Following the 4.0.6 patch, thousands of Starhub subscribers are fuming with rage after experiencing severe lag spikes that make World of Warcraft (WoW) unplayable, though many of them have the Maxonline Ultimate broadband connection.
Some gamers have even gone to the extent of permanently quitting the game or terminating their broadband contract and switching to SingNet.
According to gaming experts, the problem lies with Starhub rather than Blizzard because the same patch is distributed to players all over the world and it should affect all ISPs or region if it had any issues.
How this problem arose could be due to the certain form of packet StarHub uses, their prioritisation of data flow, or even many simultaneous BitTorrent downloads on the same network.
Besides Starhub, a minority of SingNet subscribers reported a similar problem, but this was soon fixed by technical engineers.
A local WOW gamer nicknamed "Sodaprincess" wrote on a forum that she called Starhub every day for one week and the response she got was "everything was perfectly fine".
Aaron Tiong, 38, business development manager, thinks Starhub should work out a solution with Blizzard and solve the problem instead of giving subscribers the run-around, asking them to do trace routes.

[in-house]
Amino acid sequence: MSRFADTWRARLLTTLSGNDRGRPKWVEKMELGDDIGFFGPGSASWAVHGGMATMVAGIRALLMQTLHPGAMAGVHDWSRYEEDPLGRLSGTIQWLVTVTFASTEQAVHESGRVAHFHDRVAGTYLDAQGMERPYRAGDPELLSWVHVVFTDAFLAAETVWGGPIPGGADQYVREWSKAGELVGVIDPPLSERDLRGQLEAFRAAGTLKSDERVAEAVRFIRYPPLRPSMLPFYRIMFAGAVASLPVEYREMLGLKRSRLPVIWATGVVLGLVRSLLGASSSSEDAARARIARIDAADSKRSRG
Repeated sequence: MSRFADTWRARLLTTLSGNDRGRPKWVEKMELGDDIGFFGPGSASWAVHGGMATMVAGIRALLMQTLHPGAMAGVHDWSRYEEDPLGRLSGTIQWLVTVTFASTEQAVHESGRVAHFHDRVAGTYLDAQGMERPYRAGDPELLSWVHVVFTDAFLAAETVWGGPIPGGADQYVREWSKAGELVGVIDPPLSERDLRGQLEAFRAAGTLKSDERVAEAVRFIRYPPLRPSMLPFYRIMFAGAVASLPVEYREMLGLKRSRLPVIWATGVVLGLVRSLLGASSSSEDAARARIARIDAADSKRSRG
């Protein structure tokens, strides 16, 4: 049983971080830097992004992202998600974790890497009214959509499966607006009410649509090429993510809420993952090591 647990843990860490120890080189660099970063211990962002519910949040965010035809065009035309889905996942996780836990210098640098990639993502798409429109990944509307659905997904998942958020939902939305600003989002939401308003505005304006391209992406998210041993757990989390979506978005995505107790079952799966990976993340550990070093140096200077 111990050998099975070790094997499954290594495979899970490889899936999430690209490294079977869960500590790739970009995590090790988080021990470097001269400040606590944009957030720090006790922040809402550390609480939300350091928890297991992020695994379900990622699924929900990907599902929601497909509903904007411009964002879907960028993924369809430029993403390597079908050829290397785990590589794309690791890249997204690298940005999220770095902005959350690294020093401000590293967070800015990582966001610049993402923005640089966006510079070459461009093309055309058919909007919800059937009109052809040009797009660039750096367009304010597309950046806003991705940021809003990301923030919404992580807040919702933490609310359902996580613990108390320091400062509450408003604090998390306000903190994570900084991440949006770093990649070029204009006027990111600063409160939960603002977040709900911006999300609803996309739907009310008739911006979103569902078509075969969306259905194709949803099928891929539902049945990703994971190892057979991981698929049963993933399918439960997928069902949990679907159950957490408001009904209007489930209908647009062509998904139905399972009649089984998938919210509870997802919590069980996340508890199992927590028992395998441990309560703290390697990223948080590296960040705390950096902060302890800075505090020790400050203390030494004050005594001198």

"The community is providing you with information to resolve the issues, and instead of taking the problem off your customers' hands and dealing with Blizzard directly, you give us reason to perceive it as a blame game," he said.
"Effectively, you are making it our problem although we are paying you for the service. One sentence : BAD PR management, forgetting that customers come first," Aaron proclaimed in an enraged tone.
A possible workaround for gamers to evade the lag issue is to purchase a VPN (Virtual Private Network) in a country in Europe or North America. This similar solution is also frequently used by Chinese Internet users who want to surf sites such as Facebook or YouTube, which are blocked by the government.
Meanwhile, Starhub's biggest competitor SingTel was recently subjected to a virtual tongue-lashing by frustrated football fans for its aggressive sales tactics, as they had to fork out an extra $3.15 to watch the Carling Cup Final between Arsenal and Birmingham, even though they have subscribed to the English Premier League and Champions League channels.
The writer is a 16-year-old technology blogger who loves social media and gadgets. He is also Singapore's No. 1 Twitter user, with 180,000 followers.
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